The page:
Gambian sidling bush
- Feb 25, 2017
Noise sources vary. Some implementations do averaging fairly explicitly (e.g. Helicon's method A weighted average) and filter and merge operators are common. Picolay, for example, is currently on a 5x5 multiresolution Gaussian (2020-04-20). There's loads of papers in the image fusion literature on Laplacian pyramids and depth mapping. The other likely substantial consideration is frame alignment transforms rarely have integer translations, very likely have scales somewhat below unity, and may include rotations. So the pixels being analyzed and merged are resampled.I was laboring under the delusion that the noise was "generated" only by digging up any tiny amount that was latent in the sources...
A stacker's merge operator(s) need not have a noise gain greater than unity but they are subject to one or more estimates of a pixel's value. These contain at least transformed noise from the image sensor, maybe artifacts from image processing in the chain before the stacker, transformation parameter error, resampling error, accumulated numerical error, and probably other things I'm not thinking of at the moment. Photographers often aren't diligent about checking their inputs so, if there are upstream problems, my experience is it's likely they'll be misattributed to the stacker. In particular, when shredding 4k video files it's my sense compression artifacts in the input frames are the dominant issue. But, at minimum, there are going to be numerical differences between stackers working with 16 bit integers and those using single precision floating point. In most cases I wouldn't expect precision to be important but other factors might be.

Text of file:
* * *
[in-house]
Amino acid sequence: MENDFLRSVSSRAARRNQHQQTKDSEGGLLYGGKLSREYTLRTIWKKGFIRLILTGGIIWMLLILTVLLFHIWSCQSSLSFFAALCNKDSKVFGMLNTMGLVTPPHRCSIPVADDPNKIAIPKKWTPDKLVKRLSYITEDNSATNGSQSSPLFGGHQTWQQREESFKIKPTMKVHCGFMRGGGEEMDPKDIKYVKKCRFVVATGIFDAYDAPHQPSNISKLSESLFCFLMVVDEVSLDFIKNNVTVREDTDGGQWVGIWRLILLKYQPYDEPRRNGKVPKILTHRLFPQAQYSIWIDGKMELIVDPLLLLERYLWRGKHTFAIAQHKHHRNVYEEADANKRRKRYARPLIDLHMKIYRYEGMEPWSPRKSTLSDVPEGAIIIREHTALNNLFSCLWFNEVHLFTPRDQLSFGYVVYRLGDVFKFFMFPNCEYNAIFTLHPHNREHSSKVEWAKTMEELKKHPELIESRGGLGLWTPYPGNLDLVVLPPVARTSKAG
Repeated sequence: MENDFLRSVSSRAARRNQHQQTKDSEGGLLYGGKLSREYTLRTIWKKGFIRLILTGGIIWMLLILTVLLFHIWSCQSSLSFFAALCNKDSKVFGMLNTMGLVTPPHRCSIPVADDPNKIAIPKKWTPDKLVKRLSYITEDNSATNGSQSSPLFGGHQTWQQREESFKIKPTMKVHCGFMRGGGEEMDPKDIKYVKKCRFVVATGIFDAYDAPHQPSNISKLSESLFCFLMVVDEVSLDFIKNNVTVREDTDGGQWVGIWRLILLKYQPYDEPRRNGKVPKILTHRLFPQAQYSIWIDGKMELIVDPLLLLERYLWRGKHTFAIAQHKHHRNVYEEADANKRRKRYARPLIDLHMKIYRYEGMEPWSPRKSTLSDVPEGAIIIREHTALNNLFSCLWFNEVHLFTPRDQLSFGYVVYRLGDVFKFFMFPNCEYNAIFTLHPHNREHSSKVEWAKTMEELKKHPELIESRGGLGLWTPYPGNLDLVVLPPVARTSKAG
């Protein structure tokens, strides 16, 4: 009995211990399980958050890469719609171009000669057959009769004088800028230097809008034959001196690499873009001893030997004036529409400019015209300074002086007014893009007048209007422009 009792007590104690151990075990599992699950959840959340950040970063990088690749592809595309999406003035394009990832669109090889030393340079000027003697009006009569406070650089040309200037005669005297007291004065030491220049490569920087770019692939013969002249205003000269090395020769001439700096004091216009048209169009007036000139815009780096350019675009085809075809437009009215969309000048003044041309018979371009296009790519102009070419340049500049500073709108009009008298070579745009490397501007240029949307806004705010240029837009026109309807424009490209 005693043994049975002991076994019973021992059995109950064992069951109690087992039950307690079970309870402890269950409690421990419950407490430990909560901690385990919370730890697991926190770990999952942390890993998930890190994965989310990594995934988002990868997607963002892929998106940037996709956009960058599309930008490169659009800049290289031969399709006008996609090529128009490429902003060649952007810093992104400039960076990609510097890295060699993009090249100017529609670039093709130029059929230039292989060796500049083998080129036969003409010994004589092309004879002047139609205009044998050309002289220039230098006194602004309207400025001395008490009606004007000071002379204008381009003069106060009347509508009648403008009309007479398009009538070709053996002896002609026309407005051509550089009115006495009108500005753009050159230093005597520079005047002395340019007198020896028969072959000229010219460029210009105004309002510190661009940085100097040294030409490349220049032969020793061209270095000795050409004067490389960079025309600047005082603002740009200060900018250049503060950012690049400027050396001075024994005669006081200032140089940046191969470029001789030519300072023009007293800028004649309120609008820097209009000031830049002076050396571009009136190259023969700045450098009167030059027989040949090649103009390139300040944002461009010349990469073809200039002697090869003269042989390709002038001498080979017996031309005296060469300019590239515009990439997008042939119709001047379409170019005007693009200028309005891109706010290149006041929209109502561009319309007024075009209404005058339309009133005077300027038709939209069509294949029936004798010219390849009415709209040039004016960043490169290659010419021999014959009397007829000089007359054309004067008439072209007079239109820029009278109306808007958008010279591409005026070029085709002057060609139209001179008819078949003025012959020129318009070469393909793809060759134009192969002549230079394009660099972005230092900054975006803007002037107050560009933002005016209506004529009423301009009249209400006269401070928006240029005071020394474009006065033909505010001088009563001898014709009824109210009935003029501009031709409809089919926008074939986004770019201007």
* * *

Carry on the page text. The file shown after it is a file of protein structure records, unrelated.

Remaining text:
Rik describes Zerene's pyramids as typically increasing noise and depth mapping as having a noise gain between -3 and 0 dB. However, this doesn't automatically transfer to other stackers or necessarily across Zerene releases. Descriptions of pmax from 10-13 years ago indicate it didn't attempt any noise rejection. You might be thinking of that.